We were the shining beacon of hope to her. A new place for her to raise her son. A place where he would have opportunities. A place where she could find peace after a lifetime of chaos.

She got to meet President Jimmy Carter once. Had no clue who he was but smiled and shook his hand like she had been told to do.

And then they finally got here. And what did she face?

Hate. Racism. Anger. People blamed her and the others for the Vietnam War and for all of those American lives lost.

What the hell? She was from a country that was not involved in the war. She was from a country that got caught in the cross fire.

“You all looked alike to those people, I suppose”, I said. She laughed. “Yeah, and you all looked alike to us!”

Yet here Miss Penny is, 39 years later. Several more children. Grandchildren. An annoying ex-husband. Oh-the husband who gave her her eldest? Well, he never made it home one day back in Laos. He had been caught by a patrol. They had barely been married a year.

She owns her own business, has helped others also open their own salons. She mentors young people to give them a chance at a better life. She loves her kids. Loves her work. Loves to gamble a little. And despite the rocky start she had in this country, she loves America.

Oh! Her first drink? It was champagne to celebrate landing in the U.S. She loved it and for the first few months she admits she went a little wild. She was free and in America and was taking advantage of all we had to offer a young woman in the late 70’s and early 80’s. I have a mental picture of this tiny woman with big hair and bigger shoulder pads.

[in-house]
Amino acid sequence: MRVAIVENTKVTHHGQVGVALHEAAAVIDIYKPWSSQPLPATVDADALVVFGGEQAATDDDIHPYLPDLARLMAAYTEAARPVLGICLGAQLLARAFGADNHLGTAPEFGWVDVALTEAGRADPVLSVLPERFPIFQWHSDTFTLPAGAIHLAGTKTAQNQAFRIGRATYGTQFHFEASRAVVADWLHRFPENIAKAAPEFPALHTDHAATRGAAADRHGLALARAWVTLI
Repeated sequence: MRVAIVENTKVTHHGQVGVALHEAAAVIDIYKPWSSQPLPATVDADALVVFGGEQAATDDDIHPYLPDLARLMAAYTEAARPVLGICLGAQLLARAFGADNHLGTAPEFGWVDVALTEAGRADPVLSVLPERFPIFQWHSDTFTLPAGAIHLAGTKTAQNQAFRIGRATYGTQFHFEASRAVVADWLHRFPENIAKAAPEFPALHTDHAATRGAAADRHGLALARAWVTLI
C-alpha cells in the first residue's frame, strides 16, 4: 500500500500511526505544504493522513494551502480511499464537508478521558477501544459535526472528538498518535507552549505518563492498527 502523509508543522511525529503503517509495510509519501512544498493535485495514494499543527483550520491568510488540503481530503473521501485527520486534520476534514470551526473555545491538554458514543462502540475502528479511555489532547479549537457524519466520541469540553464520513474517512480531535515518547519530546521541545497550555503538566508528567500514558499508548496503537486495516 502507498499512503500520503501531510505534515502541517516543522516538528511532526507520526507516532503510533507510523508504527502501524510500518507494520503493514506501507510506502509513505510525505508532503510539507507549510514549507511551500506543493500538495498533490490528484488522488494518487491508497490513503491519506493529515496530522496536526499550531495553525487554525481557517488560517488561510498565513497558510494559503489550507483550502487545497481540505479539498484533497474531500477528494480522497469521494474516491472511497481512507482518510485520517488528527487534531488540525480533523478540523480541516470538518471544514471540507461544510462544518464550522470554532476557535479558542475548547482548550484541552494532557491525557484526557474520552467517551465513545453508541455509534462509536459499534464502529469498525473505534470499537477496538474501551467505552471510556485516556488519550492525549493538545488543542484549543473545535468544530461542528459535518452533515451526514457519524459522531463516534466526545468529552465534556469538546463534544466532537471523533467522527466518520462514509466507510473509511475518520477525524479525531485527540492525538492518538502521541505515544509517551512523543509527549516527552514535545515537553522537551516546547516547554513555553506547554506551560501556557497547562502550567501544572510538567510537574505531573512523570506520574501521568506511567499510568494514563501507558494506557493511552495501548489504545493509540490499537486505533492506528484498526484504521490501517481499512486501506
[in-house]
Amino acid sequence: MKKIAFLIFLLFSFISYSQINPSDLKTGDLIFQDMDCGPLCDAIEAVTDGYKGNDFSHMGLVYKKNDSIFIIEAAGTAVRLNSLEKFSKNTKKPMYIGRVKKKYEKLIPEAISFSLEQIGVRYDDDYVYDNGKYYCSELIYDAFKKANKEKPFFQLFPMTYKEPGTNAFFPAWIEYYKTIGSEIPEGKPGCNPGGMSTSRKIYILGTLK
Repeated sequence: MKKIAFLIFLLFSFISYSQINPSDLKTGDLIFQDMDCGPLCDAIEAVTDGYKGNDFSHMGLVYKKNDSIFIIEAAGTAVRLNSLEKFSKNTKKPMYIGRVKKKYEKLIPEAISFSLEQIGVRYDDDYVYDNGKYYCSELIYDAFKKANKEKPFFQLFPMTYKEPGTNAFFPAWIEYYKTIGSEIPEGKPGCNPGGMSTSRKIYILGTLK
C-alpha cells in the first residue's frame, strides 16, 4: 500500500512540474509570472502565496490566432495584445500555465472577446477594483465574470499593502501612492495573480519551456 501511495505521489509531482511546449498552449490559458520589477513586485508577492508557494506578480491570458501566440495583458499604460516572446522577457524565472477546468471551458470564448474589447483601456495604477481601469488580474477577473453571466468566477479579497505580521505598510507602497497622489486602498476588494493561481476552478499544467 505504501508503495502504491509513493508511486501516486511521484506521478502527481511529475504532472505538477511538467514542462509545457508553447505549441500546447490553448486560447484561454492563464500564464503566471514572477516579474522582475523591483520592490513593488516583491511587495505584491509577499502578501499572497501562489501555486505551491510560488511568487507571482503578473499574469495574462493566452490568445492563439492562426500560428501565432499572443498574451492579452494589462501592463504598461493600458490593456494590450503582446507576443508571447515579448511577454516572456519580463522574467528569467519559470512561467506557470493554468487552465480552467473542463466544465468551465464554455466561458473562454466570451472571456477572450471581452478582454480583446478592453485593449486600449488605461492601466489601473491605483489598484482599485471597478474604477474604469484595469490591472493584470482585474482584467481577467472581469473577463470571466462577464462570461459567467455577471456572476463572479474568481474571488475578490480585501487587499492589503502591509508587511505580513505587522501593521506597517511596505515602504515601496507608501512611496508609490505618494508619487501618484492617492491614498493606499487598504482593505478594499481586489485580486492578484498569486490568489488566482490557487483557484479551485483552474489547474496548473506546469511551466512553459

Then after her story and as we both realized she had finished my nails, she laughed! She has the funniest cackle! Infectious really! That was the past.

This is her present!

She has made a wonderful life for herself. She is surrounded by what remains of her family. And even though her one brother is an alcoholic, she was not giving up hope that he would come back to the family again.

Miss Penny-ever the optimist!

I share this story as a reminder of two things:

FIrst-never be cruel or judgemental to someone. You have no idea what they have been going through. What they have survived. (And yes-I know! Seems weird that I am saying not to be judgey when I am doing that ALL. THE. TIME! But I judge people on the important things-like their choice of outfits and hair.)

Second-when you see a strong person or witness their strength in action, find out how they stayed strong. How they persevered. How they survived.

Personally-I always want to know what darkness did they conquer? What obstacles did they over come? Or, as in Miss Penny’s case, what rivers did they have to cross?

Mountains do not rise without the earth quaking and forcing them up from their foundations.

Strength is not something you are born with. It is something you have earned.

Be strong my lovelies.